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19 Dec H Bournemouth EFL Cup
22 Dec H Leicester English Premier League
26 Dec A Watford English Premier League
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The Making of Me: Ross Barkley


I was playing street football and my mum heard from a friend that there was a local club I could join, so she took me down. I took part in a few training sessions and they saw I had a bit of talent and asked if I’d be able to take part in a game that weekend. They were called Ash Celtic and when I went down for my first game I didn’t have a top, so they gave me one to wear and I scored a hat-trick. After that it was every Sunday, and at first I was a centre-half because I was a big lad at a young age. I’d take the ball, go on a dribble and score a few goals.

I was playing for the Under-10s and Under-11s and scoring a lot, and then it would be in the papers. One week there was a headline saying: ‘Bank on Barkley,’ because of all the goals I’d scored, and there were a few scouts watching our games. Our coach at the time didn’t want me to go to Everton. They would always be asking if they could speak to me but the coach would say no because they wanted me to play the season there. I mentioned it to my mum and she got in touch with someone she knew, who was a scout, and they then got in touch with the main scout at Everton, a man called Sid Benson who has passed away now, who wanted to take me there.

I ended up going for a trial. We had an in-house game, 11 v 11, with a few subs on the side and it was the players who had been signed plus a few triallists. Because for my Sunday team I’d be dribbling the ball upfield, playing a one-two and then shooting, that’s what I did in this game, and I guess you don’t really see many centre-halves doing that. Straight away Everton said they wanted to sign me on that day and I remember my mum being really shocked.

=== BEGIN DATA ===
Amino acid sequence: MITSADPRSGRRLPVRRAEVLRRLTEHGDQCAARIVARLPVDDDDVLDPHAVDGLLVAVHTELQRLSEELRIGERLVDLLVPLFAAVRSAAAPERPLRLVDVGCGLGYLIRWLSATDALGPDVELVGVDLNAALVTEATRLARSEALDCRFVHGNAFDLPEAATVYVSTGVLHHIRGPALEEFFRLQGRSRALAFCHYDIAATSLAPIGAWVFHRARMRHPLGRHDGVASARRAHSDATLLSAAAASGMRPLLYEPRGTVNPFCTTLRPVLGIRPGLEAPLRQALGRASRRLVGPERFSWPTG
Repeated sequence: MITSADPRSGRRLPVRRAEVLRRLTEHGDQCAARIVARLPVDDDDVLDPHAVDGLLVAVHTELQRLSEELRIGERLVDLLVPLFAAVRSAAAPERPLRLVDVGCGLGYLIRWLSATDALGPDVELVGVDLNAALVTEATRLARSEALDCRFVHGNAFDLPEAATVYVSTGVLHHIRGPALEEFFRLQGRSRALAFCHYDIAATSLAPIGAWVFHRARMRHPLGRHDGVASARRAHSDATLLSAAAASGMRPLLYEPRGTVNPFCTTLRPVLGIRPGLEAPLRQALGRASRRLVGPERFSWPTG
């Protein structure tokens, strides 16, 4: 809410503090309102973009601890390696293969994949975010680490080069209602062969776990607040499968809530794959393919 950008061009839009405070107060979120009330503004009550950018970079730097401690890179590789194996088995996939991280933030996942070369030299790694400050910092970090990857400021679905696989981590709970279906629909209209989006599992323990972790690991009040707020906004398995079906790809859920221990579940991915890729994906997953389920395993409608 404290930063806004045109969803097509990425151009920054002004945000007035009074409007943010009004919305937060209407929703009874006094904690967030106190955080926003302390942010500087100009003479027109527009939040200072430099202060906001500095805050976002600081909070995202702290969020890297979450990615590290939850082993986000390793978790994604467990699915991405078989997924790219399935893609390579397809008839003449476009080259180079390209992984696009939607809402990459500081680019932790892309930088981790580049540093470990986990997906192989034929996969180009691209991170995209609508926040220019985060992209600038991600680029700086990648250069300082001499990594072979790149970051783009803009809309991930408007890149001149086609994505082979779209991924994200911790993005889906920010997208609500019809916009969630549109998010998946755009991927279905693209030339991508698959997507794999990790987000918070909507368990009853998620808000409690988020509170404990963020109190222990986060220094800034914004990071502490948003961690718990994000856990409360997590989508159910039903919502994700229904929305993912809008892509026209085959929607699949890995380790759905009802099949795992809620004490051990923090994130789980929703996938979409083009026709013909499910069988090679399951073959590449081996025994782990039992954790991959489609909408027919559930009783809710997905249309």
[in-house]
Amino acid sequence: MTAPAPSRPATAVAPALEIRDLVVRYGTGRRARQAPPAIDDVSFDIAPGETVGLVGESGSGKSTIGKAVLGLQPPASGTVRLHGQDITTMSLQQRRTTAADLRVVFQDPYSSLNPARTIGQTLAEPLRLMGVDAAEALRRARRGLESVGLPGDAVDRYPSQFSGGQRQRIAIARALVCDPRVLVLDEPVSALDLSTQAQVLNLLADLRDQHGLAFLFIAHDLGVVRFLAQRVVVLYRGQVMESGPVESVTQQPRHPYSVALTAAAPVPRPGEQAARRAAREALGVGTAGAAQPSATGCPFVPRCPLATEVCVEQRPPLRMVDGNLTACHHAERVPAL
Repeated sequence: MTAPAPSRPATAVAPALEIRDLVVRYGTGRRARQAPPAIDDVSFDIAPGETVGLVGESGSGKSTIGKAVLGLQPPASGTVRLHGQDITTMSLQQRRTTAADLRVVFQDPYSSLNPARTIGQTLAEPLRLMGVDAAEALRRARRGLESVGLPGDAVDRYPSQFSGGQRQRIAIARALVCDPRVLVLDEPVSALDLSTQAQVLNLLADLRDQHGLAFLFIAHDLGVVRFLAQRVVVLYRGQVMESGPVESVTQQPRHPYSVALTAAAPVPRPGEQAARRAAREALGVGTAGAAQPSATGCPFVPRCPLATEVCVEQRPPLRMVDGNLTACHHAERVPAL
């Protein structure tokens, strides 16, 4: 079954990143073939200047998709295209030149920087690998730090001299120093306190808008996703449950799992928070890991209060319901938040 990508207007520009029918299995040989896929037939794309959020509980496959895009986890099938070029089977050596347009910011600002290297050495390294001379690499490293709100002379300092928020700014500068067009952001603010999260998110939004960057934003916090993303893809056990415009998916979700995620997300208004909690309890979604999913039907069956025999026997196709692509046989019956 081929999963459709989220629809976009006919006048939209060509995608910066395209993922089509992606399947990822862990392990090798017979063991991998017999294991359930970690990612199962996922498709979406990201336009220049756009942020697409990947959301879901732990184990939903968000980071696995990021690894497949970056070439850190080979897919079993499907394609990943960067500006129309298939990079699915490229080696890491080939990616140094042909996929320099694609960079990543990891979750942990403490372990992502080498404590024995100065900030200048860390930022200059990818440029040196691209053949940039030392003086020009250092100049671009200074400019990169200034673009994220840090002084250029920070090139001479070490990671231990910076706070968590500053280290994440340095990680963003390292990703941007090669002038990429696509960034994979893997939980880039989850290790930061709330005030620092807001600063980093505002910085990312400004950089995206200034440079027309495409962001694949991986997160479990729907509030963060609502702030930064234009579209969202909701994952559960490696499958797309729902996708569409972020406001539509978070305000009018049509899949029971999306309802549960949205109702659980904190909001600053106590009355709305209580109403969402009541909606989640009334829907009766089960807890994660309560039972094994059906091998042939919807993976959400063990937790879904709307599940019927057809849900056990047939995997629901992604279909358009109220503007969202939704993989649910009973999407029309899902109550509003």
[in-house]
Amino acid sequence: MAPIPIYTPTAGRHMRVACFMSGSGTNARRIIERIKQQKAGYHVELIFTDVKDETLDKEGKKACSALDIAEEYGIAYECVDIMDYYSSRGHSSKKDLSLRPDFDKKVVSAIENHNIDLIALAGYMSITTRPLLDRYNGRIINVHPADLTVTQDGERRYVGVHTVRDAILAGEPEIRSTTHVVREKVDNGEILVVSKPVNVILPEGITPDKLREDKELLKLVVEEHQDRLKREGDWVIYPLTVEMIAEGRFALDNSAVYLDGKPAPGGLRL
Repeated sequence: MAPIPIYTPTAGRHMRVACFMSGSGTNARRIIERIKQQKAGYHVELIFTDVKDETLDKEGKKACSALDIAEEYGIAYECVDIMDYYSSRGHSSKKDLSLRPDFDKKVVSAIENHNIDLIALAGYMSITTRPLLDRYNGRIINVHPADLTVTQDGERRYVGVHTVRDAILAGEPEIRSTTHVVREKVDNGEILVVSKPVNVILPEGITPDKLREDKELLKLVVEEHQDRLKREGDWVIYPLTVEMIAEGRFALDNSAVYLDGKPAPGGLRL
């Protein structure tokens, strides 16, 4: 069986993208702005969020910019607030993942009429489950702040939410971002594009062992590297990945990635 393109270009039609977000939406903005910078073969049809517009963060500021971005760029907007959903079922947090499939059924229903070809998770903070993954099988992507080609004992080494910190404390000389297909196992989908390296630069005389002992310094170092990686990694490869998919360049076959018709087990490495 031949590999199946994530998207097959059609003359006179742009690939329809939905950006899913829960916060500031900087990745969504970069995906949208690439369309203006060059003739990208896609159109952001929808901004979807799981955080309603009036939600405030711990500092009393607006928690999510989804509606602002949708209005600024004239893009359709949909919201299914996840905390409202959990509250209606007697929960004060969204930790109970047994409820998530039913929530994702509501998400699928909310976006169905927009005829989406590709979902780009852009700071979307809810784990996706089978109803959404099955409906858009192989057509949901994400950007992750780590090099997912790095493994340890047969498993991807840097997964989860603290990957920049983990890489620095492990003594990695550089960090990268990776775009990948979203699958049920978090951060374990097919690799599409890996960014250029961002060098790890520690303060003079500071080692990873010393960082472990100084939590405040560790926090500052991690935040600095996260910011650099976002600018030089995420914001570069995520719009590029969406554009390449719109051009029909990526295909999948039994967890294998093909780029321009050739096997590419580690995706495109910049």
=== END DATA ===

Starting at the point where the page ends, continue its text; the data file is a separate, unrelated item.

When I was younger England would take 40 players on a four- or five-day trial.
They put me in midfield because they saw I was good on the ball, and from there I started playing in midfield for Everton. At 14 I was playing Under-18s, and because it was a big step up I wasn’t playing in defence because the lads were all really big, so I would play in midfield, as a striker and even now and then as a full-back. Throughout my time in the Everton Academy I played in every position so I had a good understanding of different positions.

Paul Tait, my Under-14s coach at Everton, helped me a lot.
I’d be playing above my age group but because I couldn’t always get the days off school to train with them, I’d train with my own age group. At the time you could see I needed to play above so he would always push me in training and make sure my standards didn’t drop. I had high standards anyway but he was always on top of me and doing little drills with me away from the group because I’d always get to training early. He worked a lot with me and I’m still in touch with him now. Then there was Sean Lundon at Under-16s, he brought me in to play with them when I was 13 or 14 and he was always telling me how to improve in order to get into the first team.

I was due to make my debut against Tottenham at White Hart Lane, but it was at the time of the looting in London in 2011. The game was called off, so I was frustrated. A week later we had an in-house game and I scored a couple. Then I made my debut against QPR at 17. I started on the left wing, and then played on the right wing in the second half. I got man of the match and I was so close to scoring, so I was buzzing.

In Liverpool you can go to a Sunday League pitch and there are always good players.
Football in Liverpool is very competitive and I think that’s the reason why there have been a lot of good players to come out of the city, and I think there will be a lot more in the future because of how it is. There are games on all the time, in midweek as well. It’s a small city compared to London but there’s a lot of quality coaching.

I came on for England against Italy in the first game of the 2014 World Cup and it was a really proud moment. I got a start in the last group game against Costa Rica. Frank Lampard, Steven Gerrard and Wayne Rooney were all in the squad, Gary Cahill was in it as well, and before the World Cup I was in a squad with Ashley Cole, so it was a great experience to be around those players daily and see how they trained and approached games. They were passing on advice to me.

It was a hard decision to leave Everton but I’m 24 and I wanted to make the big jump to a massive team like Chelsea and challenge myself. I wanted to improve and the best way for me to improve is to be surrounded by world-class players.

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